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Pyschrometric Sample Problem Pharmaceutical Engineering Graduate Program New Jersey Institute of Technology

Background A pharmaceutical company wishes to construct a manufacturing space which will require an HVAC system that functions within the following parameters: Space drybulb temperature = 70 F Space relative humidity = 50% Internal sensible load (Qs) = 88,000 BTU/hour Internal latent load (QL) = 12,000 BTU/hour Minimum outside air flow = 400 CFM Design outdoor air drybulb temperature = 94 F Design outdoor air wetbulb temperature = 74 F Problem 1. Calculate the required supply airflow and temperature 2. Calculate the cooling coil load to provide this supply air using mixed air 3. Calculate the cooling coil load to provide this supply air using 100% outside air

Pyschrometric Sample Problem Pharmaceutical Engineering Graduate Program New Jersey Institute of Technology Solution to Problem # 1 Calculating the required airflow and temperature requires the simultaneous solution of the following three equations: 1. Qs = 1.08 x CFM x T 2. QL = 0.69 x CFM x Grains 3. The equation that relates dewpoint to absolute humidity ratio (beyond the scope of this discussion) Dont worry there is an easier way!!!! The problem can be solved graphically using the pyschrometric chart. 1. Plot a point on the psychrometric chart, indicating the target space conditions in this case 70 F/50 %RH 2. Calculate the internal sensible heat ratio (SHR) which equals the internal sensible load (Qs) divided by the internal total load (Qt). Since Qt = Qs + QL: SHR = Qs /( Qs + QL) = 88,000/(88,000 + 12,000) = 0.88 3. Draw a line on the pychrometric chart from the 0.88 SHR mark through the standard space condition dot. 4. Draw a line parallel to this line, through the desired space condition point . 5. Read the temperature where this new line crosses the saturation line. This will be the best supply air temperature to simultaneously satisfy the sensible and latent loads. In this case, the line crosses at 48.5 F, which is both the drybulb and dewpoint temperature. 6. Using equation # 1 above, solve for CFM. Qs = 1.08 x CFM x T or CFM = Qs/(1.08 x T) = 88,000/(1.08 x (70-48.5)) = 3,790 CFM 3,800 CFM. Answer 3800 CFM at 48.5 F (saturated) will simultaneously satisfy the indicated sensible and latent loads.

Pyschrometric Sample Problem Pharmaceutical Engineering Graduate Program New Jersey Institute of Technology Solution to problem # 2 To calculate the cooling coil load, calculate the enthalpy of the mixed air (which is the air entering the coil) and supply air (which is the air leaving the coil), and apply the following equation: Qt = 4.5 x CFM x H 1. Plot the outside air conditions and space conditions on the psychrometric chart. Draw a line between them. This is called the mixed air line. 2. Algebraically calculate the mixed air drybulb temperature, which is the weighted average of the return air drybulb temperature* and the outside air drybulb temperature. In this case, 3,800 CFM of supply air is required, and 400 CFM of this needs to be outside air, so there is 3,400 CFM of return air (3,800-400 = 3,400). The weighted average drybulb temperature calculation is as follows: 3,800 x T mixed air = 400 x T outside air + 3,400 x T return air T mixed air =(400 x T outside air + 3,400 x T return air)/3,800 = (400 x 94 + 3,400 x 70)/3,800 = 72.5 F 3. Plot the point on the mixed air line where the drybulb temperature = 72.5 F. This is the mixed air point. 4. Graphically read the enthalpy of the mixed air. In this case, it is 26.5 BTU/#dry air. 5. Plot the supply air point. Graphically read its enthalpy. In this case, it is 19.5 BTU/#dry air. 6. Apply the equation Qt = 4.5 x CFM x H = 4.5 x 3800 x (26.5-19.5) = 119,700 BTU/hour 120,000 BTU/hour or 10 tons (one ton = 12,000 BTU/hour) * Please note that this problem assumes that the return air drybulb temperature = the space drybulb temperature. Normally, this is not the case, due to return duct and fan heat gain.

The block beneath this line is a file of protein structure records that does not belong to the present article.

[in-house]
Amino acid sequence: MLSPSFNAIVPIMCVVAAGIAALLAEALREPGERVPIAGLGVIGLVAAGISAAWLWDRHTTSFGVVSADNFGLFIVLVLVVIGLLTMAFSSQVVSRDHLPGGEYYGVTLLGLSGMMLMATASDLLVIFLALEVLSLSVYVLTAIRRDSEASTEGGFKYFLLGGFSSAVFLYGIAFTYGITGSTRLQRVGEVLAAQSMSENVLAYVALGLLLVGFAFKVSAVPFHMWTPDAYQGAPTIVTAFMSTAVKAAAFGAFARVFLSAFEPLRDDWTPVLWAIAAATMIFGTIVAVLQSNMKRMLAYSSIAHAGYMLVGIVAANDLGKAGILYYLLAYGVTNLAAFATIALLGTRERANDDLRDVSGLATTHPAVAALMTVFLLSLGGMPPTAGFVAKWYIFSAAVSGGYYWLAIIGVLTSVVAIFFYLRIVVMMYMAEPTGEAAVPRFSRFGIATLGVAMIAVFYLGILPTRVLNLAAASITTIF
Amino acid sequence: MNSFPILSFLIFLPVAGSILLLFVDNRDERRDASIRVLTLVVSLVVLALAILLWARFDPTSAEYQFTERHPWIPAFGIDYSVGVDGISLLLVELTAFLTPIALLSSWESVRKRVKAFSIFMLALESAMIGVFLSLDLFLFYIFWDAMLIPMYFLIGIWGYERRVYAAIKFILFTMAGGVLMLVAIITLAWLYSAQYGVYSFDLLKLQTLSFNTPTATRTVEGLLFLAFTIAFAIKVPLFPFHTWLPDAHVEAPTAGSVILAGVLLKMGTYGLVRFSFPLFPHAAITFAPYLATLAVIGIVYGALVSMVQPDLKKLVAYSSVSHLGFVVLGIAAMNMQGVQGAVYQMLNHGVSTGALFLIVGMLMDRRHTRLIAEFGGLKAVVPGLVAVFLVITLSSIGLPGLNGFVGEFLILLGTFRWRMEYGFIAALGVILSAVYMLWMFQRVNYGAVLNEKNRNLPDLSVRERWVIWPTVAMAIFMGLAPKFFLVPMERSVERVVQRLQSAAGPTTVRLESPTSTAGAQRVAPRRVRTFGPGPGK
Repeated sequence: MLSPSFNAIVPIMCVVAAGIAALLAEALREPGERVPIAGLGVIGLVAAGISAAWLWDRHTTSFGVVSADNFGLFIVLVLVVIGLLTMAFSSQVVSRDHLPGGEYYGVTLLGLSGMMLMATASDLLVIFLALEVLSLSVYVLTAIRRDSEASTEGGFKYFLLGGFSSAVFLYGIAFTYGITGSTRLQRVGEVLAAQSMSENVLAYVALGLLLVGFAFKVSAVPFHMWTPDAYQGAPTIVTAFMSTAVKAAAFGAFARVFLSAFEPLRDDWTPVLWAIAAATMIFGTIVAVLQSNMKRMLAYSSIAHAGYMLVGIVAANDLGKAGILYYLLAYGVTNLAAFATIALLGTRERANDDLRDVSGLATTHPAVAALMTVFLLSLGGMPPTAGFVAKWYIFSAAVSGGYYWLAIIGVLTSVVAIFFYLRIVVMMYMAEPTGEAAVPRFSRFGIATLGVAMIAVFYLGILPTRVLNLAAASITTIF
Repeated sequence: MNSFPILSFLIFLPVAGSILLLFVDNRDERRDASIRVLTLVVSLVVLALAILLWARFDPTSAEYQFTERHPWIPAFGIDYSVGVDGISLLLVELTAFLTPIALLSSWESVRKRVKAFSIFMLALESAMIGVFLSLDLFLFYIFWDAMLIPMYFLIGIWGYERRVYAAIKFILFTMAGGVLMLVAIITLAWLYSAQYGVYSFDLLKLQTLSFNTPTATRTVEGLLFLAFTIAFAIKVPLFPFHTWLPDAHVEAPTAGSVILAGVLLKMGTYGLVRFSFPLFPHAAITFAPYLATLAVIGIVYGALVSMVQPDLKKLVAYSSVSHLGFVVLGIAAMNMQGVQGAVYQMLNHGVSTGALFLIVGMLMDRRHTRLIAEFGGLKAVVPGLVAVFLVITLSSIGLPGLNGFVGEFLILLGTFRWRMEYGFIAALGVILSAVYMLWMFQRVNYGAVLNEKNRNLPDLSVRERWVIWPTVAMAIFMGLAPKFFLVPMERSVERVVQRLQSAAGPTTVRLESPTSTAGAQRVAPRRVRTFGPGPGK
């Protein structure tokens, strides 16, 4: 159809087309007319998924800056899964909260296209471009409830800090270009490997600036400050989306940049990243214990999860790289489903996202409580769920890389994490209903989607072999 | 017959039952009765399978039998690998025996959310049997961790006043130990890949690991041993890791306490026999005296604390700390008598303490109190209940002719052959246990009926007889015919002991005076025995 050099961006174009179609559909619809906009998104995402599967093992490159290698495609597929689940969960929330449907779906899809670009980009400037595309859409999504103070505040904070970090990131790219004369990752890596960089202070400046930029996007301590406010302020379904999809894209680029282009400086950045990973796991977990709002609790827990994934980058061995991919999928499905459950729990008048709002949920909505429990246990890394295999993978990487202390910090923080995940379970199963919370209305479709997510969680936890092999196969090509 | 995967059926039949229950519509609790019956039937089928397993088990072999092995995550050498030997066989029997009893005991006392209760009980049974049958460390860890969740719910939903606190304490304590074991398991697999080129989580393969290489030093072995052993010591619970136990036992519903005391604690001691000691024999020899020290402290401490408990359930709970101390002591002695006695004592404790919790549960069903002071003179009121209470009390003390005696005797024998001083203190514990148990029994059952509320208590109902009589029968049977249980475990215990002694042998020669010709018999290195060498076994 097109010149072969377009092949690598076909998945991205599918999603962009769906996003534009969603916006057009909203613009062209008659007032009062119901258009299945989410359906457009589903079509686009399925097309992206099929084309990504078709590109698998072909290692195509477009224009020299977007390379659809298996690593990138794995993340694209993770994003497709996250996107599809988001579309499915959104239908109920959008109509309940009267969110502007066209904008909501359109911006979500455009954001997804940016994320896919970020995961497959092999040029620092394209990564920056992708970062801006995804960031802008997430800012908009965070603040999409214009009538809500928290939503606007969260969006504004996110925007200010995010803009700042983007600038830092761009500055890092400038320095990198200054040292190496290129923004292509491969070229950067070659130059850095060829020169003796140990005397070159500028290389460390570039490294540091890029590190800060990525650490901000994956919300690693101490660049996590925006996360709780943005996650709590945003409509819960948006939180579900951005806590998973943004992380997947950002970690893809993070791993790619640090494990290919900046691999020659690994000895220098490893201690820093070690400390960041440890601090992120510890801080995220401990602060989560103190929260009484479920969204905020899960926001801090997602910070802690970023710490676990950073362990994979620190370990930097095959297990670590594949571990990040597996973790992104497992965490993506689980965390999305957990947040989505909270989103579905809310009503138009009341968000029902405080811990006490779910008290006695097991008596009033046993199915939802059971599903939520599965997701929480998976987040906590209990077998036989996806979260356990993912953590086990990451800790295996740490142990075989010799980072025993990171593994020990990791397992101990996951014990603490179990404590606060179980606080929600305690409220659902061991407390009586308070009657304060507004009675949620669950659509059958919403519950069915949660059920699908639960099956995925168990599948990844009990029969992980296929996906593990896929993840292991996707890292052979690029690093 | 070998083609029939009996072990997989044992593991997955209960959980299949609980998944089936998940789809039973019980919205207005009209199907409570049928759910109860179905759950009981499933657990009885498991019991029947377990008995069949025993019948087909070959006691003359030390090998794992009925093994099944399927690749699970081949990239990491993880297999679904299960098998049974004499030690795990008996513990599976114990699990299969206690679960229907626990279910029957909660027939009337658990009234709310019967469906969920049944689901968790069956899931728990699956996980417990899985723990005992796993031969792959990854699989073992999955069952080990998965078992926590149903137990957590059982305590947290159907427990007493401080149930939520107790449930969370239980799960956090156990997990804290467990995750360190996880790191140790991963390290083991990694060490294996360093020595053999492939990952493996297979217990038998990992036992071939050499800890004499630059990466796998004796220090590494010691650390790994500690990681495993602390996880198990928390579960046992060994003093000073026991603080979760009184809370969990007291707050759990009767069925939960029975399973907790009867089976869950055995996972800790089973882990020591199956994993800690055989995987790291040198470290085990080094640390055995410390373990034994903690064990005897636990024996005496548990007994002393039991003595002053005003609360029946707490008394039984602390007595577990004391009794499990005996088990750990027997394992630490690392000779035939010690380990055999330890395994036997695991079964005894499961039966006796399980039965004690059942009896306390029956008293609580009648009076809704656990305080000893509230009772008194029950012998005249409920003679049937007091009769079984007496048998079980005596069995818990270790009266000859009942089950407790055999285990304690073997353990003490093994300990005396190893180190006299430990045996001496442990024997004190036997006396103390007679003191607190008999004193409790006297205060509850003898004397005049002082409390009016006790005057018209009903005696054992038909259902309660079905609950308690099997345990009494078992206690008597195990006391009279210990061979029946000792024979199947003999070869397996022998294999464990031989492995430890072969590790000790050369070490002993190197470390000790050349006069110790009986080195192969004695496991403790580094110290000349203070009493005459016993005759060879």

Pyschrometric Sample Problem Pharmaceutical Engineering Graduate Program New Jersey Institute of Technology Solution to problem # 3 Similar to the last problem, the following equation: Qt = 4.5 x CFM x H In this case, however, there is no need to calculate mixed air since we are using 100% outside air. Graphically read the enthalpy of the outside air and supply air (previously completed) and apply these values to the above equation. 1. Graphically read the enthalpy of the outside air. In this case, it is 37.5 BTU/#dry air. 2. Graphically read the enthalpy of the supply air. This was previously read at 19.5 BTU/# dry air. 3. Apply the equation Qt = 4.5 x CFM x H = 4.5 x 3,800 x (37.5-19.5) = 307,800 BTU/hour or 25.7 tons (one ton = 12,000 BTU/hour)